A: I always wonder when people say something like, “That’s a terrible name” to a stranger describing her yet-to-be-born child. What’s their projected outcome? “Ah, I see how terrible that name, which I liked enough to give my child five seconds ago, is now. Thank you. I shall name my daughter after you and send her to you for seven years of service when she becomes a woman”?
I think Charlie’s a nice name. Leslie used to be a boy’s name, and look at where that got Leslie Howard. (Well. He died a hero’s death during World War II, but you see my point.)
Beloved Friend of The Toast Jaya Saxena nearly sliced her thumb off with a mandoline last week and had to have it chemically cauterized, and what a great opportunity to remind you that I once wrote a fake history of the mandoline (DO NOT USE A MANDOLINE, also, any victim-blaming of Jaya for being viciously attacked by a mandoline will be deleted and the user’s IP will be blocked, do not try me, I do NOT joke about mandolines):
The mandoline was invented in the late 18th century by Doctor Joseph-Ignace Guillotin (better known for his eponymous creation) and named after his ex-girlfriend, Mandy. Marie Antoinette, struck by their cunning charms and miniature stature, ordered that one be placed in every room of the Petit Trianon, for doll executions. Following her death in 1793, her nephew, Francis II, asked for and received his aunt’s remaining mandolines (four having been irreparably damaged during their attempted escape from Paris.)
Neda Semnani on her father’s capture and execution during the Iranian Revolution:
After the Amol uprising, I stayed with my father most days, while my mother worked. He would spend hours telling me fantastic stories, and as he told them, he would draw matching pictures in a notebook, which I still have. When I wasn’t with him, my father would fill his days sculpting and painting. He’d make children’s toys that had secret compartments perfect for passing messages—just the pastime for a revolutionary family. He built nesting boxes made of blond wood that held together without nails. On each box, he painted delicate pink peonies. I still have the boxes hidden in my closet. As a child, I thought them the most beautiful things I had ever seen. I still think they are wonderful, and I am constantly afraid something will happen to them, and they will disappear.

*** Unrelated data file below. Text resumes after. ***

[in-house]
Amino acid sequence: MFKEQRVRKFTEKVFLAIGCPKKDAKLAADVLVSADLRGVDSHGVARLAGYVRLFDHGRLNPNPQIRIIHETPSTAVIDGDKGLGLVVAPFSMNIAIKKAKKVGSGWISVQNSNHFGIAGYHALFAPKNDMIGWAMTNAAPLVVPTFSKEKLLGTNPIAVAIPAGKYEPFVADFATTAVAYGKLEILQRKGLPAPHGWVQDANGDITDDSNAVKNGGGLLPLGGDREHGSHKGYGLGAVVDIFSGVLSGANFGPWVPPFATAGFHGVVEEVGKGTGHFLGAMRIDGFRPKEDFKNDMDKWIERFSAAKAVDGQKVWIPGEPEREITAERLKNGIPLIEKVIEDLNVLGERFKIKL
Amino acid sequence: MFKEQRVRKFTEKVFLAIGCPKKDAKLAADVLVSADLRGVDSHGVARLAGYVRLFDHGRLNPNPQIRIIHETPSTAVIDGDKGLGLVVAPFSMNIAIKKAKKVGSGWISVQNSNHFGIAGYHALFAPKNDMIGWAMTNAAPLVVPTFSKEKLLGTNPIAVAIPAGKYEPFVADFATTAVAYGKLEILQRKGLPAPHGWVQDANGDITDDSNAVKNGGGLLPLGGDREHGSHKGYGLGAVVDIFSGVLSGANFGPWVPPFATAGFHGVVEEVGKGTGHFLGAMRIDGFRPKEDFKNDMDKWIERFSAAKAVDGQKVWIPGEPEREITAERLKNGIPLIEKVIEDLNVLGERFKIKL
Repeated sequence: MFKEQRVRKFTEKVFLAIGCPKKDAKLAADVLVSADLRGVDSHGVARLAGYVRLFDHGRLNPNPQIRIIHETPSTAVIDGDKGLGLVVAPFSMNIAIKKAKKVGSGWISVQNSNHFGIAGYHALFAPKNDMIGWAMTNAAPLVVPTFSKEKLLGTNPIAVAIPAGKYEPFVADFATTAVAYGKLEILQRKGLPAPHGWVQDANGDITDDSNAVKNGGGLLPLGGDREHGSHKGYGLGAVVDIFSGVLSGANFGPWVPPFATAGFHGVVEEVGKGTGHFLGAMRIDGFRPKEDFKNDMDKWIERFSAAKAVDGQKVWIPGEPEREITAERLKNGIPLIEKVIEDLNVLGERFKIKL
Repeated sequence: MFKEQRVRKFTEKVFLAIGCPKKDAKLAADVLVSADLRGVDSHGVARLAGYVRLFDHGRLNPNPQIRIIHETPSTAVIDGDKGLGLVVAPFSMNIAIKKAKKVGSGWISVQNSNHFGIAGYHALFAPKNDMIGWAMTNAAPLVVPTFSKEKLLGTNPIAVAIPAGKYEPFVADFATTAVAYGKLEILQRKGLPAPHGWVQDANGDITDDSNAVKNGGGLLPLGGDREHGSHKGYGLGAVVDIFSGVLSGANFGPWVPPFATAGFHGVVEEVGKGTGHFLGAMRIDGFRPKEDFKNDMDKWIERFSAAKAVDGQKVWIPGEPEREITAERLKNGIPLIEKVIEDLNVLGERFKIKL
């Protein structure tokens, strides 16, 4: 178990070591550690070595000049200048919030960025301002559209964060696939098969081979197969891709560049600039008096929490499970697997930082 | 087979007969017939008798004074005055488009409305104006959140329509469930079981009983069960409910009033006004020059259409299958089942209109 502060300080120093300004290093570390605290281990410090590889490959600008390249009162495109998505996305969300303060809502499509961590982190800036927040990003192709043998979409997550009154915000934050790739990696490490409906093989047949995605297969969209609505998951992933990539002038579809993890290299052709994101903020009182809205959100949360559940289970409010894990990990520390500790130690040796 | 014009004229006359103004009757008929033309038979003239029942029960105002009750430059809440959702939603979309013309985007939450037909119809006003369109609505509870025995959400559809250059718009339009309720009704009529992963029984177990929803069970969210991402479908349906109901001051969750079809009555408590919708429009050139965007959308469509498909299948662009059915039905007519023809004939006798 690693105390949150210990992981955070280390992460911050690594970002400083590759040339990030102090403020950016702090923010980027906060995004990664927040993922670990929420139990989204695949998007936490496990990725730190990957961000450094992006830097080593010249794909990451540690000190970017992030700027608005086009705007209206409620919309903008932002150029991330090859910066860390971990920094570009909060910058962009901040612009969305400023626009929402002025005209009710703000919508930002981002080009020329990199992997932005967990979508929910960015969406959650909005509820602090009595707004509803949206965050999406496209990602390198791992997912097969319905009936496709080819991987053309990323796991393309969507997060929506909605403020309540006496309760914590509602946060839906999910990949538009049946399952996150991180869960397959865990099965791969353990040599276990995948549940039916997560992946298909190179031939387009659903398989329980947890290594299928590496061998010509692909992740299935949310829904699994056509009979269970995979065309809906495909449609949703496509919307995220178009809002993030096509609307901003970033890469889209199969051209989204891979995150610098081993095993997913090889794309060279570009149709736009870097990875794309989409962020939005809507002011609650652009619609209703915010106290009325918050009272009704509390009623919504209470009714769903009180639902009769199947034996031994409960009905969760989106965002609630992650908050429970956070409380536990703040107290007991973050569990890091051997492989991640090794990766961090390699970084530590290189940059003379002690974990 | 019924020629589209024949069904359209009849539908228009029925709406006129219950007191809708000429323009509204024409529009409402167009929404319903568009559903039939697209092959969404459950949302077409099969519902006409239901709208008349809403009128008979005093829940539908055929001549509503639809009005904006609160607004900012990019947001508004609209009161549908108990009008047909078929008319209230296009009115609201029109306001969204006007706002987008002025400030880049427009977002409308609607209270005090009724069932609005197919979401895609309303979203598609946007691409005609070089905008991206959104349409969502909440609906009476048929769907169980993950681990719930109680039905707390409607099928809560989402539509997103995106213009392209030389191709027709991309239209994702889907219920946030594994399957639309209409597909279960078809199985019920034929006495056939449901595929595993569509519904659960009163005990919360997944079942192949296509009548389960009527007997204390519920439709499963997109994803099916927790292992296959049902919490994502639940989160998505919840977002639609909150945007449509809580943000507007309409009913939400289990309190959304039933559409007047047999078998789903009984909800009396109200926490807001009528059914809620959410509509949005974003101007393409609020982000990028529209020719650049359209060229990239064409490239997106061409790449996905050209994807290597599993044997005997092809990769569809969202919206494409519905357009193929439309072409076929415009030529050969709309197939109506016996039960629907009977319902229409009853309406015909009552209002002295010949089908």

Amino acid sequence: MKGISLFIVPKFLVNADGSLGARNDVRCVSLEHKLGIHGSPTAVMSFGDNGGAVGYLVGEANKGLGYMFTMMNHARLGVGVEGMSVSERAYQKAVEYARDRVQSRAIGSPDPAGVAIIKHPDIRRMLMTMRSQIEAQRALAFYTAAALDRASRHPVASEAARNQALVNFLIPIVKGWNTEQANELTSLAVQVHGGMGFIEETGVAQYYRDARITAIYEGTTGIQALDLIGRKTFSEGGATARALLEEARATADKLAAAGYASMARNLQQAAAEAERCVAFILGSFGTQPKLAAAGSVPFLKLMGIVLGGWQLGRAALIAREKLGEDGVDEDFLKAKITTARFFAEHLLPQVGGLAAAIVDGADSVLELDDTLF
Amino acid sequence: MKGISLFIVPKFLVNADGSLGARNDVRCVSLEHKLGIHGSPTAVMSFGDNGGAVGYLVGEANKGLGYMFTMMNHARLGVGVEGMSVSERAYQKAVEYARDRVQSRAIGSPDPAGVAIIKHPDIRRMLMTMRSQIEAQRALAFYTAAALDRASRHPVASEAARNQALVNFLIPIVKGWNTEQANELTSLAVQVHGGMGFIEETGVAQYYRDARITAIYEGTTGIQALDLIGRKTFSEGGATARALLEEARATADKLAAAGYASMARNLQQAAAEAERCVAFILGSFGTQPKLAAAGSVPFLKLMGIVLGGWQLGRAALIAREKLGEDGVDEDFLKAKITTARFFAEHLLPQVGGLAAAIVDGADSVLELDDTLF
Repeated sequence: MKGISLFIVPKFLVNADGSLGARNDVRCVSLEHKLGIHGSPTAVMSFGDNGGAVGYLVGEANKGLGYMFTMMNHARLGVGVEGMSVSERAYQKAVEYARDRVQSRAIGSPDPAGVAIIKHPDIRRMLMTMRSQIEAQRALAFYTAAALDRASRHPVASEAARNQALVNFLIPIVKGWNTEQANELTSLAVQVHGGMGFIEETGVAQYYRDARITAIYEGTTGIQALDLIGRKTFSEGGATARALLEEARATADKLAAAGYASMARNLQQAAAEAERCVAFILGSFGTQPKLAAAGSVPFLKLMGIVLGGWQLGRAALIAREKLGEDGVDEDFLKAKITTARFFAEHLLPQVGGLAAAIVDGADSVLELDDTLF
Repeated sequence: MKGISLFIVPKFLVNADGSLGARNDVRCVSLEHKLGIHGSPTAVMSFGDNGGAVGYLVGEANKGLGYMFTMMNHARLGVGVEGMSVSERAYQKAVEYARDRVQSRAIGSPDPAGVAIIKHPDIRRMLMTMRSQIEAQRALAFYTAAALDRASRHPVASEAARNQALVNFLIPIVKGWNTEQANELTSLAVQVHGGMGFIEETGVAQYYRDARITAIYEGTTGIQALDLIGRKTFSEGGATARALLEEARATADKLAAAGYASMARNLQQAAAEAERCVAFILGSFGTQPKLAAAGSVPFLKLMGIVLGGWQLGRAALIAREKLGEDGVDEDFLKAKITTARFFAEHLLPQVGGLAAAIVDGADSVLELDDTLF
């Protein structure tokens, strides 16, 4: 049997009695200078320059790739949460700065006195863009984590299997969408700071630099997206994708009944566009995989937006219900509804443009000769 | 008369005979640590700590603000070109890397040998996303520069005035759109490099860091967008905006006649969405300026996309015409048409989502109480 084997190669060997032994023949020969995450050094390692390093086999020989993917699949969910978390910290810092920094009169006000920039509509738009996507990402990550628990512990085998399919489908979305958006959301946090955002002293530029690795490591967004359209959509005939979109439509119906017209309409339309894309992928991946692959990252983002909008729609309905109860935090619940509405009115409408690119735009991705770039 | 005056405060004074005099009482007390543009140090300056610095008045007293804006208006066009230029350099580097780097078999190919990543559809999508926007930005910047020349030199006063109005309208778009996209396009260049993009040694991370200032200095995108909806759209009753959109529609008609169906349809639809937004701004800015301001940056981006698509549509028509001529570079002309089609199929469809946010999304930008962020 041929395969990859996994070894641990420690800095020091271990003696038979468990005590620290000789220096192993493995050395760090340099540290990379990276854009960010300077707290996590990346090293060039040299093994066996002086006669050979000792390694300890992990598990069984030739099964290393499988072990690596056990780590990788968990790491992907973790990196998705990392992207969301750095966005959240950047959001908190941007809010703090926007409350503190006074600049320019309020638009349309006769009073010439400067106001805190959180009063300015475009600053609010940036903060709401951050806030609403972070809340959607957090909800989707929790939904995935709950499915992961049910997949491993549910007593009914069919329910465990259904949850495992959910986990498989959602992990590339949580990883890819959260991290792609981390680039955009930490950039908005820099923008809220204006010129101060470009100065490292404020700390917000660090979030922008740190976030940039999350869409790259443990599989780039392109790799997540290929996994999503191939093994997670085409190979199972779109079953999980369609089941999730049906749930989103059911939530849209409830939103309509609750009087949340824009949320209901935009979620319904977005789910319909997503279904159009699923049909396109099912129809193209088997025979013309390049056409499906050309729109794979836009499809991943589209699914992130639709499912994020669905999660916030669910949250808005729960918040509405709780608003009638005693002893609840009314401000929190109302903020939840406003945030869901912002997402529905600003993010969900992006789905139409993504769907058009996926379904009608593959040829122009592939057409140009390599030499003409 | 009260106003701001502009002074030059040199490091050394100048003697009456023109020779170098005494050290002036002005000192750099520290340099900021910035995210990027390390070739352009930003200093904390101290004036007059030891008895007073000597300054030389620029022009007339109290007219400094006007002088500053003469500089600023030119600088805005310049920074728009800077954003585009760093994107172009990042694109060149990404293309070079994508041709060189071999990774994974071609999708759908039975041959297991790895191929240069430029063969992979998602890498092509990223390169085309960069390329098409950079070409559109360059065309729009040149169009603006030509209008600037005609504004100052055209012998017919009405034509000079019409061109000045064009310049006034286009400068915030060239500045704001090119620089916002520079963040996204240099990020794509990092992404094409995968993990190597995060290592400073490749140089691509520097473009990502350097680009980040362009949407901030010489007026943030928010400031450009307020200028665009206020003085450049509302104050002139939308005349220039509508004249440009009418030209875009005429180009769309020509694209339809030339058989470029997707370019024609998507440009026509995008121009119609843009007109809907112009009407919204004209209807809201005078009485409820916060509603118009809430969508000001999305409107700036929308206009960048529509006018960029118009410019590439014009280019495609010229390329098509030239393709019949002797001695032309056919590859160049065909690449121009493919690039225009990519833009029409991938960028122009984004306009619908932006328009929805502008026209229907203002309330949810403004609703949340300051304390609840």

The New Yorker has a fascinating profile of Megan Phelps-Roper, who is no longer being a horrible monster (I don’t want to be flip about that, actually, because I think these kids grew up under a ton of emotional and physical and spiritual abuse, but I also know that if you had Megan shrieking profanity at you about your dead uncle sucking dick in hell, watching her not-do-that anymore and get credit for it might be grating.
What’s remarkable in this story is learning how the patient engagement on Twitter with her awful ideas by real, well-meaning people eventually changed her heart, and I found it profoundly moving):
Phelps-Roper increasingly found herself turning to Bible passages where tragedy is not met with joy. The Old Testament prophet Elisha, for example, weeps when he foresees disaster for Israel. One day in July, 2011, Phelps-Roper was on Twitter when she came across a link to a series of photographs about a famine in Somalia. The first image was of a tiny malnourished child. She burst into tears at her desk. Her mother asked what was wrong, and Phelps-Roper showed her the gallery. Her mother quickly composed a triumphant blog post about the famine. “Thank God for famine in East Africa!” she wrote. “God is longsuffering and patient, but he repays the wicked TO THEIR FACE!” When Brittany Murphy died, Phelps-Roper had seen the disparity between her reaction and that of the rest of the church as a sign that something was wrong with her. Now the contradiction of her mother’s glee and her own sadness made her wonder if something was wrong with the church.